Friday 21 October 2011

Getting Poetry published in the UK

Books are harder to publish nowadays, and paper magazines are struggling to survive. Competition for publication is fiercer, thanks to all the budding poets produced by creative writing courses. If you're going to be published you'll need be professional and stubborn. Here are some suggestions.

New Possibilities

Perhaps there was a time when budding poets got published in ever better magazines until they were finally ready to send a book manuscript to a publisher. You can still pursue that route (details at the end) but the times they are achangin'.

There's a world beyond paper. It can replace paper for some people. For others it's a way to make progress towards book publication

  • Performance - Venues continue to open
  • Festivals - In summer there's a string of festivals - a chance to see and be seen.
  • Creative Writing - Opportunities have emerged around Creative Writing courses and education in general - residencies, schools, etc. Once you're on a Creative Writing course you'll be able to develop a network of contacts.
  • Mentoring - The Poetry School and Nine Arches Press are running a mentoring and publication scheme - see Primers
  • Interning - Various organisations (especially magazines) offer foot-in-the-door chances
  • Grants and Fellowships - A few exist for developing writers. Contact your regional arts board
  • The WWW - Some web publications are very respectable, or you could start your own. You could put recordings online. At least you could become part of the scene by contributing to discussion boards and blogs. Web magazines are already appearing on the Acknowledgements pages of books. Here are just a few of the UK ones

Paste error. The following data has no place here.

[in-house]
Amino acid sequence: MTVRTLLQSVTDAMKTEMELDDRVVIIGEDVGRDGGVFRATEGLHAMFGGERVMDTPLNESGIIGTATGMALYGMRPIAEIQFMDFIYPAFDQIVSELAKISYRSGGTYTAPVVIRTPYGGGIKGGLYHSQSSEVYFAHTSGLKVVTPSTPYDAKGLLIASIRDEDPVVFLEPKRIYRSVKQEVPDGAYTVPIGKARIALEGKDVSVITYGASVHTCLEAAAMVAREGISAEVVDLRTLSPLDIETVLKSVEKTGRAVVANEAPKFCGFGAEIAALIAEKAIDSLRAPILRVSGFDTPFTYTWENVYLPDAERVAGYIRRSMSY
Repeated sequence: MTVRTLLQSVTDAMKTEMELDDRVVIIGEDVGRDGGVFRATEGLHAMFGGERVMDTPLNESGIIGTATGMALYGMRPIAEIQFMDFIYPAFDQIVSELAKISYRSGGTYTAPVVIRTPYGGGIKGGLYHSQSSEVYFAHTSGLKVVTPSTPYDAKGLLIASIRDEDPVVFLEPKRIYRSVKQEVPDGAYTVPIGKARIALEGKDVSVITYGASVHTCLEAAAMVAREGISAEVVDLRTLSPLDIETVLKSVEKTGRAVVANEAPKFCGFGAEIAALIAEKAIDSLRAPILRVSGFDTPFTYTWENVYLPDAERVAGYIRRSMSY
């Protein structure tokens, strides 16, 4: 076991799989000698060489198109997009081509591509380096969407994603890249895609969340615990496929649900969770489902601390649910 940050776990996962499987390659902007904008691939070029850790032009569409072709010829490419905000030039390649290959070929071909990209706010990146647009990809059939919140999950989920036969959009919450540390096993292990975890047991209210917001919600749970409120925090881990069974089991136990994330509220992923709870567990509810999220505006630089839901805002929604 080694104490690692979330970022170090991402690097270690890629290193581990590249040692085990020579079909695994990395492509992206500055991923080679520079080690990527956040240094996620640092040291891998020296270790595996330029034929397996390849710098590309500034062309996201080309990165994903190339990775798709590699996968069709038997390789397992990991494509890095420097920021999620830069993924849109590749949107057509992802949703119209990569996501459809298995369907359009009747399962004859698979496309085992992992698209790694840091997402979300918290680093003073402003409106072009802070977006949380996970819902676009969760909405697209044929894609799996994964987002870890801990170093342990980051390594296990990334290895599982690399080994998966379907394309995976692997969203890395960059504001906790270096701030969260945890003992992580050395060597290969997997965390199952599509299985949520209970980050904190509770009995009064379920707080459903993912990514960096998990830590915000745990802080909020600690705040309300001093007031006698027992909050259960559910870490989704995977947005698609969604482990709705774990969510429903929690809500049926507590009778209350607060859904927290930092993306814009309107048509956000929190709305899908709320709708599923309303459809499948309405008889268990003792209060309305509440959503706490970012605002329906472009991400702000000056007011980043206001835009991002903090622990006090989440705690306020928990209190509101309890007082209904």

If you're young there are special opportunities

  • The "Foyle's Young Poet of the Year" prize is for under-18s
  • The "Eric Gregory Awards" are for under-30s. These have been going for a long time.
  • Mentoring - a number of organisations (not least of which Faber!) have been given money to foster young talent, often leading to pamphlet publication.
  • Age-limited anthologies pop up every-so-often too

Traditional Routes

First decide on what your aims are and why you have them. Poetry is a tiny world - the amount of fame (or even respect) available is limited. According to Nielsen Bookscan

  • not one of the shortlisted collections in the 2007 T.S. Eliot Prize for poetry had sold more than 1000 copies by 2008. The winner ("The Drowned Book" by Sean O'Brien) sold 785. "Hawks and Doves" by Alan Gilles had sold 39 copies.
  • sales of poetry in 2009 stood at £8.4m. By 2013, they had fallen to £7.8m

And "who-you-know" still matters. Here's part of an article from "The Wolf", issue 15, (Summer 2007) by its editor

  • Recently I visited a sifter for a leading poetry mag in the UK. She asked me to cast an eye over a stack-pile of submissions with a clear preference on ordering all poems (and prose) into 'Friends' and 'unknowns' piles. All 'Friends' would be placed in the provisional PUBLISH folder, often before the intention to read a line of their work. Apparently this is 'how the magazine has operated for years.'

Several publishers (including many of the bigger ones) don't read their slush pile. They depend on recommendations, so you'll need to get yourself noticed. Paper magazines are a rather slow way of doing this.

Paper Magazines